Three days later, Bruce returned to the United States only to film three more episodes of Longstreet, where he appeared as Mike Longstreet”s martial arts master (a movie that became a smash hit grossing on its first day three hundred and seventy-two thousand dollars, three days later reaching one million and reaching a total of three million two hundred thousand dollars. After the release of The Big Boss, Bruce gained the pinnacle of Chinese popularity, where he was considered a national hero.
After the film, several production companies wanted to have Bruce in their ranks; they even sent him a blank check in order to leave Chow. On the other hand, Warner Brothers wanted to resume and hurry the project of The Silent Flute, offering him twenty-five thousand dollars. However, Lee decided to turn them all down and fulfill the contract he had with Golden Harvest, devoting himself entirely to his next film, Fist of Fury, which exploited the superiority of Kung Fu over the Japanese martial arts of karate, judo and samurai swordsmanship. The success achieved in Fist of Fury exceeded all expectations and managed to collect USD 4,431,423 in his native Hong Kong, beating a box office record set by his previous film The Big Boss; with this, Bruce Lee became an established star of martial arts films.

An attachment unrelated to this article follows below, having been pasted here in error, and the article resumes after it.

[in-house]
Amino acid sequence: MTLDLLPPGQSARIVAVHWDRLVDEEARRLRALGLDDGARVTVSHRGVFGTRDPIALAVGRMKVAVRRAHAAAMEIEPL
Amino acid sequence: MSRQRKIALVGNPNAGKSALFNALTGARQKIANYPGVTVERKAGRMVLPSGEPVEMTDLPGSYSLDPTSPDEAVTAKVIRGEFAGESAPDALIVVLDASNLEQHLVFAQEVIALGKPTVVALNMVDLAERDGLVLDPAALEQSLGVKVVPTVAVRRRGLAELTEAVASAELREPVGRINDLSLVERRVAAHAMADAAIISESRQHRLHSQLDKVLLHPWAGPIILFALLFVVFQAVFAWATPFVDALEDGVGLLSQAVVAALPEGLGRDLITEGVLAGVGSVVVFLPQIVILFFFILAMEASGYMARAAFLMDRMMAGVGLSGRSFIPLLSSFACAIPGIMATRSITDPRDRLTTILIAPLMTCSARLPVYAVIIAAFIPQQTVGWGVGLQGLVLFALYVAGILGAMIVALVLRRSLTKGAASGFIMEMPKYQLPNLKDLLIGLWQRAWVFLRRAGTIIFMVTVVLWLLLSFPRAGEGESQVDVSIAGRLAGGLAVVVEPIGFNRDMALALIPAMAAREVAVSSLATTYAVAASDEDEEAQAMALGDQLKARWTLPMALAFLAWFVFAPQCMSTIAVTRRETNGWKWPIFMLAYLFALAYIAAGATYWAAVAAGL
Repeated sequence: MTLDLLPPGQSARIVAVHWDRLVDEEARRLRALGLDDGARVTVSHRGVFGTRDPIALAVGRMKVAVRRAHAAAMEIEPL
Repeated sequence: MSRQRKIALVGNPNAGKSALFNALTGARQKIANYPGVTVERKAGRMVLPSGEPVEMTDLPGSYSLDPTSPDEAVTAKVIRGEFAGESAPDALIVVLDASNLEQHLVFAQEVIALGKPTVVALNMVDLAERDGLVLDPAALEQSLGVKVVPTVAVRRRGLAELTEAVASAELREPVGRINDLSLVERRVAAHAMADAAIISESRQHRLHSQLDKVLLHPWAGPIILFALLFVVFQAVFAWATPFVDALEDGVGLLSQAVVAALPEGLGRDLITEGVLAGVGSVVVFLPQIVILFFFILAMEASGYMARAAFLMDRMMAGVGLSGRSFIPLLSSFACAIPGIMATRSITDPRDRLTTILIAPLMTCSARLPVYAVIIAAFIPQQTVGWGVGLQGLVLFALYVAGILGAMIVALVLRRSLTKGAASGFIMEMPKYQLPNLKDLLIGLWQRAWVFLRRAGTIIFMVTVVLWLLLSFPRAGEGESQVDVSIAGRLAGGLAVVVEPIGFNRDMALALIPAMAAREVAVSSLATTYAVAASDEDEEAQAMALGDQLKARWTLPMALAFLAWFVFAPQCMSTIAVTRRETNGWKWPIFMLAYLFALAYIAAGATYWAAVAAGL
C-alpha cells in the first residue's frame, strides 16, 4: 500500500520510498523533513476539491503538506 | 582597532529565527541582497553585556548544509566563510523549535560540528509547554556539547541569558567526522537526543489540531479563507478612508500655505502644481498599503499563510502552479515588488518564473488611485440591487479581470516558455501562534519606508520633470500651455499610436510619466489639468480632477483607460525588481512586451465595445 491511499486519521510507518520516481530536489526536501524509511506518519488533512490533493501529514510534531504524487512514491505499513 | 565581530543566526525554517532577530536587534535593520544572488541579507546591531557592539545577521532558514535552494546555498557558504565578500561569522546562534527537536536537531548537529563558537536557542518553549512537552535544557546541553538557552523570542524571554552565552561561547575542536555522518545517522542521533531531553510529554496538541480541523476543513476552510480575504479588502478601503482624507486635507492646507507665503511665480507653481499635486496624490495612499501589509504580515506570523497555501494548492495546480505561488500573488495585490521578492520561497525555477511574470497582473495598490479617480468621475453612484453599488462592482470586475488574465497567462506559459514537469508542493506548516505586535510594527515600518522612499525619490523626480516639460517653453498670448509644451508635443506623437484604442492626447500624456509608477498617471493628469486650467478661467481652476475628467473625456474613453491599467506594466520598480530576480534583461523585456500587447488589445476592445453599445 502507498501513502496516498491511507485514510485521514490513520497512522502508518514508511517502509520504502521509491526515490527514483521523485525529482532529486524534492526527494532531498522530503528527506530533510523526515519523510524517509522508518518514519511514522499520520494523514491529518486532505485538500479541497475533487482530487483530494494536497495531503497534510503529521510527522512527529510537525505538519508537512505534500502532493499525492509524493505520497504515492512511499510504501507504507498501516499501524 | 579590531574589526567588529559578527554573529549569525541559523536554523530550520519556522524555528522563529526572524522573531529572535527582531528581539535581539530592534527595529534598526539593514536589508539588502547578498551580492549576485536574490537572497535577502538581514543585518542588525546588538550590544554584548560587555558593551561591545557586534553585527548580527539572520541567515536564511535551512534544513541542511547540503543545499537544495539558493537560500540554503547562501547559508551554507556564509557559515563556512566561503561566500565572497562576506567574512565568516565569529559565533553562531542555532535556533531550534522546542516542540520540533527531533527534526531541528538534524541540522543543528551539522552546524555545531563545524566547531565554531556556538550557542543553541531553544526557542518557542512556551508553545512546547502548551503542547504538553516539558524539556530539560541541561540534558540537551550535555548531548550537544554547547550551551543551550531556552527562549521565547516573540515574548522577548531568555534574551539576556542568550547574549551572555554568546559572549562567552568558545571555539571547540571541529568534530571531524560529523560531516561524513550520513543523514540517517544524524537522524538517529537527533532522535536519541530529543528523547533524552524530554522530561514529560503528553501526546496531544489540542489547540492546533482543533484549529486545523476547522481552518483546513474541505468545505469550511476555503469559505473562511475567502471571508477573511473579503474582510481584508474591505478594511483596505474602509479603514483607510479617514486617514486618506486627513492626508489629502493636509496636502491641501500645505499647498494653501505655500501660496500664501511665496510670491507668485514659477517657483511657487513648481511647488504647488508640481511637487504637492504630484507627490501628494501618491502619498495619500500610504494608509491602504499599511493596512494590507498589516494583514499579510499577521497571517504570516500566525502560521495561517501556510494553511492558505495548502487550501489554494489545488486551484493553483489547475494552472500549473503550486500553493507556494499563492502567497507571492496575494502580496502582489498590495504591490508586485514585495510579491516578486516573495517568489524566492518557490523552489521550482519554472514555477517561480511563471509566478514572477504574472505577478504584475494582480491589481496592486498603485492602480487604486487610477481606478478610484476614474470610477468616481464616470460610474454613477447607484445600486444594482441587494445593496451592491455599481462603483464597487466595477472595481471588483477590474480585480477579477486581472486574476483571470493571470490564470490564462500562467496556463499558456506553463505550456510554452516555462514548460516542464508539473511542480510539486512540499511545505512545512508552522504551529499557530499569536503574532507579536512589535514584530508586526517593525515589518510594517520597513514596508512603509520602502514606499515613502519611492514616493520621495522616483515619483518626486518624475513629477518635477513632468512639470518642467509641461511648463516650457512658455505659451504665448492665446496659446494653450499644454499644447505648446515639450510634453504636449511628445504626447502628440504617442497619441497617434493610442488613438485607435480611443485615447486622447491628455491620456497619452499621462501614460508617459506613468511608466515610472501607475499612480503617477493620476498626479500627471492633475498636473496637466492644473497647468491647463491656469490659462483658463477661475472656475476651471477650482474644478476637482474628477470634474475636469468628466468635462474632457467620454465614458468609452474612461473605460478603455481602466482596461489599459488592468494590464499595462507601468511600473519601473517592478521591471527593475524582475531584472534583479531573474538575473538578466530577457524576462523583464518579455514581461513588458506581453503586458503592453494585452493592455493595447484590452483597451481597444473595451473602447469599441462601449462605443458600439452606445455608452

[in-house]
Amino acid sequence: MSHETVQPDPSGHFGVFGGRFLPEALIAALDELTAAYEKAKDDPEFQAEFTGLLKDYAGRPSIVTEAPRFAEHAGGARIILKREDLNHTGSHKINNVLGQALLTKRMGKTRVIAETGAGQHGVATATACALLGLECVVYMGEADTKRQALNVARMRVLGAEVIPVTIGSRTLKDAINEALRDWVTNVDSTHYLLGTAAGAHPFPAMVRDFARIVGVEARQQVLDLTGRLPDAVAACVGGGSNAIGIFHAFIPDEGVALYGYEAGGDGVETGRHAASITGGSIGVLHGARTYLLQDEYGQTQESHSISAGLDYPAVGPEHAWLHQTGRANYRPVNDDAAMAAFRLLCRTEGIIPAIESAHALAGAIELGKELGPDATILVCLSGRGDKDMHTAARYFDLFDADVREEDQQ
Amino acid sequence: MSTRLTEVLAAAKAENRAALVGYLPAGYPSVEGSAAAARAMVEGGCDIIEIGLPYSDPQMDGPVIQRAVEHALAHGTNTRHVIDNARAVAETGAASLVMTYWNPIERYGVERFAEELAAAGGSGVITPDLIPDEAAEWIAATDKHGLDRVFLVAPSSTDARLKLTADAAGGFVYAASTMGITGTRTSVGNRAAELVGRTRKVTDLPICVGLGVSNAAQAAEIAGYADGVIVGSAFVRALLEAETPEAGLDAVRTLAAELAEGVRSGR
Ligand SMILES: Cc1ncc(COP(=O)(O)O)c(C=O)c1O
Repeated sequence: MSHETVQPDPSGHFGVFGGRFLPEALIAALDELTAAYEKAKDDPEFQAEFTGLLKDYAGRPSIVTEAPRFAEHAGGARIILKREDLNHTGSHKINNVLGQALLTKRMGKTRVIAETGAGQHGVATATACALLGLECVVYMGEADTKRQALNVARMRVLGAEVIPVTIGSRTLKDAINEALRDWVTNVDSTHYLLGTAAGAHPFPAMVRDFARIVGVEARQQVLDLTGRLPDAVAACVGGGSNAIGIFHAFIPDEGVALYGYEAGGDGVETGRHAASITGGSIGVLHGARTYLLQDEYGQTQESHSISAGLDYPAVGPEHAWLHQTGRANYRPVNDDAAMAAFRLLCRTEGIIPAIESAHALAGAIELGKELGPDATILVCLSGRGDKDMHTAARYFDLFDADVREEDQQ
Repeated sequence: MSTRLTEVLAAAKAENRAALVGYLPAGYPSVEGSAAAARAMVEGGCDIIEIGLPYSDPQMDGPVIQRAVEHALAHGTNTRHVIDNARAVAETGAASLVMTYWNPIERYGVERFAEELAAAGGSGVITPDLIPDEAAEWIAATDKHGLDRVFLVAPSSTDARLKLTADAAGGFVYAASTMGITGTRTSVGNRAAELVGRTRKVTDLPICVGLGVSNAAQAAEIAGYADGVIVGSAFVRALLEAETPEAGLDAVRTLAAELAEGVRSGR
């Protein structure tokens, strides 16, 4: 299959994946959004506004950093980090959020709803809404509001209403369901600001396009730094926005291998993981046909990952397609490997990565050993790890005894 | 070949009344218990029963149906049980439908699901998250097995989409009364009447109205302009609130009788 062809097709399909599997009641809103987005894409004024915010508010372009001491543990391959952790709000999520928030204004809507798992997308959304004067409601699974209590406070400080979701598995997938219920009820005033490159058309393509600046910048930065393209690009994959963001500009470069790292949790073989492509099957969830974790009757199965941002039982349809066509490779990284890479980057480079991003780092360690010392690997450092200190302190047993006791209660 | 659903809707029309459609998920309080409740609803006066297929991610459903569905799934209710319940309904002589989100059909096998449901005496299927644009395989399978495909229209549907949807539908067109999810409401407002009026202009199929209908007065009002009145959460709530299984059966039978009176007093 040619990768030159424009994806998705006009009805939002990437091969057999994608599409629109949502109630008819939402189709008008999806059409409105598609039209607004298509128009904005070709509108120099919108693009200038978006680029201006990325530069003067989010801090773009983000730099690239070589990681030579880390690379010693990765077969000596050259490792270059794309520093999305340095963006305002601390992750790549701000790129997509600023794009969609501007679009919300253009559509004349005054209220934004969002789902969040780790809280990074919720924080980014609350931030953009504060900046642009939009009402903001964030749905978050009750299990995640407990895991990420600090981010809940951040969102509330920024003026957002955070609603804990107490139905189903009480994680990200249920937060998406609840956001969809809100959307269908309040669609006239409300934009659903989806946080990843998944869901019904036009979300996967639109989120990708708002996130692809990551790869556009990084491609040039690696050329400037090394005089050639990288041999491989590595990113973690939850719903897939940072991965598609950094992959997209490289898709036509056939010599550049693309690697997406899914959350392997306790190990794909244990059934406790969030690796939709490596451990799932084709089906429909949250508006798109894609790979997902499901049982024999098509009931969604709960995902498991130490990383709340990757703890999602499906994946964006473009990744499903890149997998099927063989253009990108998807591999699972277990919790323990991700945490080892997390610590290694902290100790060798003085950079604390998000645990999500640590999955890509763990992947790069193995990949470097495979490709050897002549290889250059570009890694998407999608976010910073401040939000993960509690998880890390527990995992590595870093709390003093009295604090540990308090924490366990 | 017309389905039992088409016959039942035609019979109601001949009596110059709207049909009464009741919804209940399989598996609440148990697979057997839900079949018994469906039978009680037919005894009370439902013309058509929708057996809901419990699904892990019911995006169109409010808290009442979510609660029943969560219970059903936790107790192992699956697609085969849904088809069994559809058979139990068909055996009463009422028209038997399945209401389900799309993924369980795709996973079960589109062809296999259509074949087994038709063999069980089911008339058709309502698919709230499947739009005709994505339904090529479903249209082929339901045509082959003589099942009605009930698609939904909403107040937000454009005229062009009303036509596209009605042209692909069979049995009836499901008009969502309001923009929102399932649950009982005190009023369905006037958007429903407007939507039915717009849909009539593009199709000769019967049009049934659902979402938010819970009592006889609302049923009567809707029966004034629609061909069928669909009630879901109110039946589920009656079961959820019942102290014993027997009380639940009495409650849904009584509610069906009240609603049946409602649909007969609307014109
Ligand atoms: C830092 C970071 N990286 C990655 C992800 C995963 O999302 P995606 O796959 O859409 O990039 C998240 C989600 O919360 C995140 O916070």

In 1972 and already finished the contract with Golden Harvest, Raymond Chow offered him a new contract to work again with director Lo Wei in the film Yellow Faced Tiger, but Bruce refused because he wanted to direct his own films, so Bruce and Chow created the Concord Production Inc. in which Bruce provided the creative aspect and Chow the economic one.
Lee and Chow”s first project was Way of the Dragon, a film in which Bruce was actor, screenwriter, co-producer and director, and also played percussion on the central theme of the soundtrack. The film was shot in Rome, Italy, and also starred actress Nora Miao, actor Bob Wall and seven-time world full contact karate champion and Tang Soo Do stylist Chuck Norris. After a month of filming in Rome, Bruce returned to Hong Kong with Norris and Wall. A day later, the three appeared on the Enjoy Yourself Tonight TV show to promote the film.